Overstreet students build, exhibit roller coasters

Fifth grader Martin Jelinek steadies his group’s roller coaster “The Missile Roller” before sending a marble down the machine. Students in the schools VIVA program exhibited the roller coasters they built over the past few months Tuesday. (Photo by Charlie Benton, SDN)
Fifth graders Rebecca Jolley, left, and Alex Jones prepare to send a marble through their group’s roller coaster named “Triple Twilight Twister.” Students in the school’s PEAK program for the intellectually gifted built the coasters over the past three months. (Photos by Charlie Benton,SDN)
Staff Writer

Students in the Program for Enrichment of Academic Knowledge (PEAK) gifted program at Overstreet Elementary got to show off a long-term project to family, friends and classmates Tuesday.

For the second year, Overstreet PEAK students built roller coasters out of paper and other parts. The coasters, some standing more than six feet tall, sent marbles along several different routes to the bottom of the track and sported colorful names like “Cheese Whizz,” “The Missile Roller” and “Triple Twilight Twister.”

All students at Overstreet came through the gym where the roller coasters were located Tuesday, and were given five marbles each to spend on their favorites. Students building the roller coasters are given a budget to spend on various parts, and are assigned various roles in the build. Architectural models built by other PEAK students were also on display.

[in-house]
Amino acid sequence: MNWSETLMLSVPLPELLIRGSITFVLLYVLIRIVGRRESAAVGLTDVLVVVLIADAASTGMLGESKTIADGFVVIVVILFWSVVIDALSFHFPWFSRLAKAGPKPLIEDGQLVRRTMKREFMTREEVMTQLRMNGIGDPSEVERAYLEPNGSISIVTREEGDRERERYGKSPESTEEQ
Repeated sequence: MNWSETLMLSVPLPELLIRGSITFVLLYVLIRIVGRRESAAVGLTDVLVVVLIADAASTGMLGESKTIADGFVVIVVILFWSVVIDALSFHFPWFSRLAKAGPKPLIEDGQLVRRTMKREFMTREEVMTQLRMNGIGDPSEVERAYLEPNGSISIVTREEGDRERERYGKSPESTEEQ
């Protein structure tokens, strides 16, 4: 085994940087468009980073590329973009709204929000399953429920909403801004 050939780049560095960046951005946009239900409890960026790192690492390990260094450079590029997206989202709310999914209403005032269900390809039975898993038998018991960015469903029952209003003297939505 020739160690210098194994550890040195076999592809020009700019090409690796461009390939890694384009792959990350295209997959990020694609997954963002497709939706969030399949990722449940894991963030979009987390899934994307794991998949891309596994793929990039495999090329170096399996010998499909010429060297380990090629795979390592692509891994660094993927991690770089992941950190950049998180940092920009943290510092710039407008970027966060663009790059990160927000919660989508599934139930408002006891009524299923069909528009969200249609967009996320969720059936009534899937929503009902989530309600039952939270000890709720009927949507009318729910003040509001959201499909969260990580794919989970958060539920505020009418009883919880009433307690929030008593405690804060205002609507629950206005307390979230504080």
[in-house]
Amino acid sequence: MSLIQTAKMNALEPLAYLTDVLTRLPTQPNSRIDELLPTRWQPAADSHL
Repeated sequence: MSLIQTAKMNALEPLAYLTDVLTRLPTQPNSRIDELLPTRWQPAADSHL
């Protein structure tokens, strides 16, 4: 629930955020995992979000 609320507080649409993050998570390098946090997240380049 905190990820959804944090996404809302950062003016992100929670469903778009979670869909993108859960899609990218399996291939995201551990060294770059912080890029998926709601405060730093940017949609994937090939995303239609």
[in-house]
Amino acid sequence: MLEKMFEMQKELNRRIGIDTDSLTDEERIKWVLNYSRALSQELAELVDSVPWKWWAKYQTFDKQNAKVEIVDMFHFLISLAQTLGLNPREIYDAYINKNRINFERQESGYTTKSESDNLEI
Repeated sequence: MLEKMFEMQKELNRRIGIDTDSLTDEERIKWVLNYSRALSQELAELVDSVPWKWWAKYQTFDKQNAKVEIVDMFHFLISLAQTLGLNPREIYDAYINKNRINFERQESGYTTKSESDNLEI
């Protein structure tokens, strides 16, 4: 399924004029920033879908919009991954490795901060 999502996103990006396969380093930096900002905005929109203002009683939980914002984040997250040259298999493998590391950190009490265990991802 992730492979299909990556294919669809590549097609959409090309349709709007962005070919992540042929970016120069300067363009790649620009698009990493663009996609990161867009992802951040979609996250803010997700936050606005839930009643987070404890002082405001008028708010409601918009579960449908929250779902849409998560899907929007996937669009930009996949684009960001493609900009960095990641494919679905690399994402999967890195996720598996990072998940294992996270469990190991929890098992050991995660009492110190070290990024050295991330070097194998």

“It’s a pretty involved project,” said Overstreet PEAK teacher Carrie McMillen. “We give them a certain amount of money that they start with, and they have to buy their pieces from us by writing checks and keeping up with their debts. They decide what pieces they want to buy to add to the roller coaster, and then they also earn money through their ‘jobs’ that they have.”

Some students in each group were assigned to design, others as project managers and others to keep up with the group’s funds.

McMillen said the project also covered other parts of the students’ curriculum. “Really, it’s just kind of a problem-solving activity, you know, what pieces are going to fit together, what works, what doesn’t, kind of trial and error going back and forth trying to make a successful roller coaster.

They were all totally different,” McMillen said. “Creativity comes into play, too. Some of them created their own pieces out of the pieces that we showed them. They’ve had a ton of fun with it.”

She said the students made a few changes in their designs based on lessons learned the previous year, mainly to make their designs better reinforced and durable.

Students are referred to PEAK based on state guidelines for eligibility to intellectually gifted programs. The program seeks to nurture learning growth based on students’ interests and offer problem-solving opportunities. PEAK runs from second to sixth grade. Verbal Innovations for Visual Arts (VIVA), an additional program for artistically gifted students is also available for fourth and fifth graders.